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Belgium
Practice Relating to Rule 47. Attacks against Persons Hors de Combat
Section B. Specific categories of persons hors de combat
Belgium’s Field Regulations (1964) states: “It is forbidden to mistreat … an enemy, who having laid down his arms, has surrendered at discretion.” 
Belgium, Règlement sur le Service en Campagne, Règlement IF 47, Ministère de la Défense Nationale, Etat-Major Général, Force Terrestre, Direction Supérieure de la Tactique, Direction Générale du Planning, Entraînement et Organisation, 1964, § 23.
Belgium’s Law of War Manual (1983) provides: “It is prohibited to kill or injure an adversary who, having laid down his arms or having no longer means of defence, has surrendered ‘at discretion’, i.e. unconditionally.” 
Belgium, Droit Pénal et Disciplinaire Militaire et Droit de la Guerre, Deuxième Partie, Droit de la Guerre, Ecole Royale Militaire, par J. Maes, Chargé de cours, Avocat-général près la Cour Militaire, D/1983/1187/029, 1983, p. 33.
Belgium’s Teaching Manual for Officers (1994) stipulates: “Any adversary hors de combat may no longer be made the object of attack. This is the case of combatants who surrender, who are wounded or sick [or] shipwrecked.”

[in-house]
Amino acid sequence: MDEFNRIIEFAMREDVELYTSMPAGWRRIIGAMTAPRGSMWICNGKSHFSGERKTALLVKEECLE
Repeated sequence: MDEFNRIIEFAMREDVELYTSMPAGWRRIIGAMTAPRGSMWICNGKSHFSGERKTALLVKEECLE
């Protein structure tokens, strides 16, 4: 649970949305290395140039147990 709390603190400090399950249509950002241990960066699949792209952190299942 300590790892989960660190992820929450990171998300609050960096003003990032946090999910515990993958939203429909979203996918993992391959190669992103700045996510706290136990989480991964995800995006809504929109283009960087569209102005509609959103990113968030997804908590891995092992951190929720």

Belgium, Droit de la Guerre, Manuel d’Instruction pour Officiers, Etat-Major Général, Division Opérations, 1994, Part I, Title II, p. 34.
Belgium’s Teaching Manual for Soldiers states that surrendering soldiers may not be fired at. It explains: “The intention to surrender may be expressed in different ways: laid down arms, raised hand, white flag.” The manual also provides:
The shipwrecked do not constitute any longer a military threat. [Wounded and shipwrecked] combatants obviously lose their protection and may be attacked if they themselves open fire … For the same reasons of humanity, the wounded and sick must be spared. 
Belgium, Droit de la Guerre, Dossier d’Instruction pour Soldat, à l’attention des officiers instructeurs, JS3, Etat-Major Général, Forces Armées belges, undated, pp. 15 and 16.